Alasdair Roberts – S/T [Drag City]

Not quite self titled but entitled S/T and with a sparse portrait of Roberts as its cover, this album can easily be interpreted as a musical autobiography.

The plot isn’t made up of life events though, but of ideas and internal states which converge into a picture of the author’s personal philosophy.

The album is full of religious themes, with mentions of “the master’s hand”, “the parable speaker” and “the son of man”.

This can’t be taken at face value however, as the subtle and symbolic use of the biblical references suggests that they’re best read as metaphors for an underlying world view.

That worldview seems dualistic and Gnostic—there is a constant obsession with transcendence.

The symbol of the wanderer, walking the “way unfavoured” and the “road less travelled” is used again and again.

“You know I’m a seeker”, Roberts says, and he sees the path as a harsh one, where “strangler figs and fennel was springing from that hard unyielding land”, or more bluntly, “disaster thrives in every place it goes”.

Whilst always walking through the wilderness, Roberts sets himself apart from it.

“For every grove you worship in, the son of man’s already been”, he claims in ‘The Final Diviner’, criticising those of us pagans and materialists who attempt to immerse or at least reconcile ourselves with nature rather than rise above it.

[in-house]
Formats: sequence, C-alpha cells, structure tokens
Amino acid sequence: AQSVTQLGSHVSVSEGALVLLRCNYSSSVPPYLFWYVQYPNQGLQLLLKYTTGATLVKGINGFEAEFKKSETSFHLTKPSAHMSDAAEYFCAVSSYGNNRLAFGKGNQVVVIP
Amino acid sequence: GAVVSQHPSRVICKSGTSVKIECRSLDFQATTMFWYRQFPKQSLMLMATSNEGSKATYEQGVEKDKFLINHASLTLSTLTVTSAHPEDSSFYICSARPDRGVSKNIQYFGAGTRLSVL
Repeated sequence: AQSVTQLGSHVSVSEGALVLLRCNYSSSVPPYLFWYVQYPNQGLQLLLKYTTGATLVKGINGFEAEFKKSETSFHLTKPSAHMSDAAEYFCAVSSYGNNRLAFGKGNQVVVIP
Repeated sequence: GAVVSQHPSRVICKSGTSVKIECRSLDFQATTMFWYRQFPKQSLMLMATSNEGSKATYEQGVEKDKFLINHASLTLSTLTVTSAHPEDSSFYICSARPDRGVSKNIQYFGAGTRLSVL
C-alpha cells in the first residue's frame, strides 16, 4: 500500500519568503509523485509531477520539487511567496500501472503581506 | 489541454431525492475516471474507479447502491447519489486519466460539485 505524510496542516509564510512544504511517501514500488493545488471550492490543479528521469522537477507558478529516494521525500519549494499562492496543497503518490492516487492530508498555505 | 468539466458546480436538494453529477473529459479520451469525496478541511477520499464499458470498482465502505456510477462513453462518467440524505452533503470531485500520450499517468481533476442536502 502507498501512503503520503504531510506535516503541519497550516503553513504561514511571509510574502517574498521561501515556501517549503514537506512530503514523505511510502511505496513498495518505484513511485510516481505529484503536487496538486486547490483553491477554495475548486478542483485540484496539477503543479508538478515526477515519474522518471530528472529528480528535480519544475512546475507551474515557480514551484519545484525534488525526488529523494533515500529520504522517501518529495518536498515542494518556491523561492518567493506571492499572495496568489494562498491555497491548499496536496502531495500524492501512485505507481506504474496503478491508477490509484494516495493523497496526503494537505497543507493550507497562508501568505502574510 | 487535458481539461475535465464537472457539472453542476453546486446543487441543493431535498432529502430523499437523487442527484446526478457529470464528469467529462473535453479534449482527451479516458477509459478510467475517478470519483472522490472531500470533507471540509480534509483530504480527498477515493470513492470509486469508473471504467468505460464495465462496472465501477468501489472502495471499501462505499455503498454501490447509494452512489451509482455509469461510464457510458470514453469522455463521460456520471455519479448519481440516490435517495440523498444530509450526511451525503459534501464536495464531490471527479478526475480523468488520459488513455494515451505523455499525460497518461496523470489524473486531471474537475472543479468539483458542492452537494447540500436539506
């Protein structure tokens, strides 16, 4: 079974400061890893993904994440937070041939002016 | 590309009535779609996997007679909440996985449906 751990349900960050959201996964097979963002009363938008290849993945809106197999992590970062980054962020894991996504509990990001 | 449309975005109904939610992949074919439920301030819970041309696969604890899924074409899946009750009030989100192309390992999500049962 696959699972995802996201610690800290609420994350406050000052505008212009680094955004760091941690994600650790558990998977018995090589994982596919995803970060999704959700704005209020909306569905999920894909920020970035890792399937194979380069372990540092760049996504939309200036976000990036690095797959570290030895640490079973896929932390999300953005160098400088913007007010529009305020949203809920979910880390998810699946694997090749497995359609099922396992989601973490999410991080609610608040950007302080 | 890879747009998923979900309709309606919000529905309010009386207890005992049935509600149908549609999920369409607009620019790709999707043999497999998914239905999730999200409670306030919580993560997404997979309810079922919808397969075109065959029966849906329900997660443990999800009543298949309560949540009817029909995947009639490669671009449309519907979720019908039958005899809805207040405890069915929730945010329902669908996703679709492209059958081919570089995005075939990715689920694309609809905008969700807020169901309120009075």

‘In Dispraise of Hunger’ reveals Roberts’ dissatisfaction with our imperfect world even clearer – he compares the plenty of harvest with the “Lenten thirst”, the Christmas feast with January’s “hungry gap”, but promises an eschatological “morning when earthly plenty’s will spread uncounted”.

Whilst these struggles are generally met with confidence and humour, the penultimate song ‘This Uneven Thing’ shows us a fragile side to the weary wanderer.

Love is the uneven thing in question, as he compares the easy innocence of young romance to the hard work of building an enduring relationship.

Having been through the pain of love, he would prefer to put his heart “in a box of iron” given a second chance.

Once again, we see the contrast of platonic ideal with messy reality, this time shaded by melancholy defeatism.

‘Roomful of Relics’, is a positive, even practical conclusion to the journey.

Roberts’ decides that his lifeline to the transcendent is the sublime inspirations he expresses in music.

It’s an answer which even heathens such as myself can appreciate – art is seen as a unique intuitive tool, a key that opens up our small selves, expanding our awareness and lending meaning to life’s mysteries.

Words: C.R. Sanderson

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